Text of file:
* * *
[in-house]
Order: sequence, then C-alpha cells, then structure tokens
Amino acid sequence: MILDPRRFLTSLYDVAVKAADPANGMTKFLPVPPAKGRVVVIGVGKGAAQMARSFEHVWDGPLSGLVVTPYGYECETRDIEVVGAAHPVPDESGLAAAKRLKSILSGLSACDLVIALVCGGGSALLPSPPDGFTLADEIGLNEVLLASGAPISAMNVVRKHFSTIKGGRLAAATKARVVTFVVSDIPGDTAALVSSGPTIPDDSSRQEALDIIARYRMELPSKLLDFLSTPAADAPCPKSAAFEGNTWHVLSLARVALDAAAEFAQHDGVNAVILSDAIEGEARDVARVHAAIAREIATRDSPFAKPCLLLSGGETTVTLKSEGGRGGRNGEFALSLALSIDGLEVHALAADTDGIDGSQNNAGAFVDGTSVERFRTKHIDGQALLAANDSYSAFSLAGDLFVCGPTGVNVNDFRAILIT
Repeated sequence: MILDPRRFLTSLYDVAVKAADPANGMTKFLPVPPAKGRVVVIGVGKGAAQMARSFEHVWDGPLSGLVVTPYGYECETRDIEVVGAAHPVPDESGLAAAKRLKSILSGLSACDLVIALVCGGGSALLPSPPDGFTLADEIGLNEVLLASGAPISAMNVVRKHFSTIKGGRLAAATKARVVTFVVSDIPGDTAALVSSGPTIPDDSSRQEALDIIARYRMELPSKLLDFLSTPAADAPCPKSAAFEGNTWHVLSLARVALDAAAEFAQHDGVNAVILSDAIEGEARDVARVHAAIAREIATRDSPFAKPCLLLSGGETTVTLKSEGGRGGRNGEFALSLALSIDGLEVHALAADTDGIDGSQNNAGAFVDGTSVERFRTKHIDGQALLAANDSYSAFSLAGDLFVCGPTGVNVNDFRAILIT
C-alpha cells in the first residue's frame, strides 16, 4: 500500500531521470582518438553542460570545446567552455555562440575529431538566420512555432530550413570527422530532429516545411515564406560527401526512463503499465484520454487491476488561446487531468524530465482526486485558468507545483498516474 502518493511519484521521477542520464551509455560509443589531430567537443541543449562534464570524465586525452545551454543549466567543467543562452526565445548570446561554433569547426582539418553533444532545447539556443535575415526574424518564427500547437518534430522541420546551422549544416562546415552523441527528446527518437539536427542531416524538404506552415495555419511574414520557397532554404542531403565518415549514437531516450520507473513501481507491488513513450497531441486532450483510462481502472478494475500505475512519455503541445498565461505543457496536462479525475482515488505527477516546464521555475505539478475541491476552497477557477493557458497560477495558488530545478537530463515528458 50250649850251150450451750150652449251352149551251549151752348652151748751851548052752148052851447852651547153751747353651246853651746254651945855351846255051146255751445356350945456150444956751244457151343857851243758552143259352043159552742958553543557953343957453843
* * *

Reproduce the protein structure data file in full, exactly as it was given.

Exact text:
[in-house]
Order: sequence, then C-alpha cells, then structure tokens
Amino acid sequence: MILDPRRFLTSLYDVAVKAADPANGMTKFLPVPPAKGRVVVIGVGKGAAQMARSFEHVWDGPLSGLVVTPYGYECETRDIEVVGAAHPVPDESGLAAAKRLKSILSGLSACDLVIALVCGGGSALLPSPPDGFTLADEIGLNEVLLASGAPISAMNVVRKHFSTIKGGRLAAATKARVVTFVVSDIPGDTAALVSSGPTIPDDSSRQEALDIIARYRMELPSKLLDFLSTPAADAPCPKSAAFEGNTWHVLSLARVALDAAAEFAQHDGVNAVILSDAIEGEARDVARVHAAIAREIATRDSPFAKPCLLLSGGETTVTLKSEGGRGGRNGEFALSLALSIDGLEVHALAADTDGIDGSQNNAGAFVDGTSVERFRTKHIDGQALLAANDSYSAFSLAGDLFVCGPTGVNVNDFRAILIT
Repeated sequence: MILDPRRFLTSLYDVAVKAADPANGMTKFLPVPPAKGRVVVIGVGKGAAQMARSFEHVWDGPLSGLVVTPYGYECETRDIEVVGAAHPVPDESGLAAAKRLKSILSGLSACDLVIALVCGGGSALLPSPPDGFTLADEIGLNEVLLASGAPISAMNVVRKHFSTIKGGRLAAATKARVVTFVVSDIPGDTAALVSSGPTIPDDSSRQEALDIIARYRMELPSKLLDFLSTPAADAPCPKSAAFEGNTWHVLSLARVALDAAAEFAQHDGVNAVILSDAIEGEARDVARVHAAIAREIATRDSPFAKPCLLLSGGETTVTLKSEGGRGGRNGEFALSLALSIDGLEVHALAADTDGIDGSQNNAGAFVDGTSVERFRTKHIDGQALLAANDSYSAFSLAGDLFVCGPTGVNVNDFRAILIT
C-alpha cells in the first residue's frame, strides 16, 4: 500500500531521470582518438553542460570545446567552455555562440575529431538566420512555432530550413570527422530532429516545411515564406560527401526512463503499465484520454487491476488561446487531468524530465482526486485558468507545483498516474 502518493511519484521521477542520464551509455560509443589531430567537443541543449562534464570524465586525452545551454543549466567543467543562452526565445548570446561554433569547426582539418553533444532545447539556443535575415526574424518564427500547437518534430522541420546551422549544416562546415552523441527528446527518437539536427542531416524538404506552415495555419511574414520557397532554404542531403565518415549514437531516450520507473513501481507491488513513450497531441486532450483510462481502472478494475500505475512519455503541445498565461505543457496536462479525475482515488505527477516546464521555475505539478475541491476552497477557477493557458497560477495558488530545478537530463515528458 50250649850251150450451750150652449251352149551251549151752348652151748751851548052752148052851447852651547153751747353651246853651746254651945855351846255051146255751445356350945456150444956751244457151343857851243758552143259352043159552742958553543557953343957453843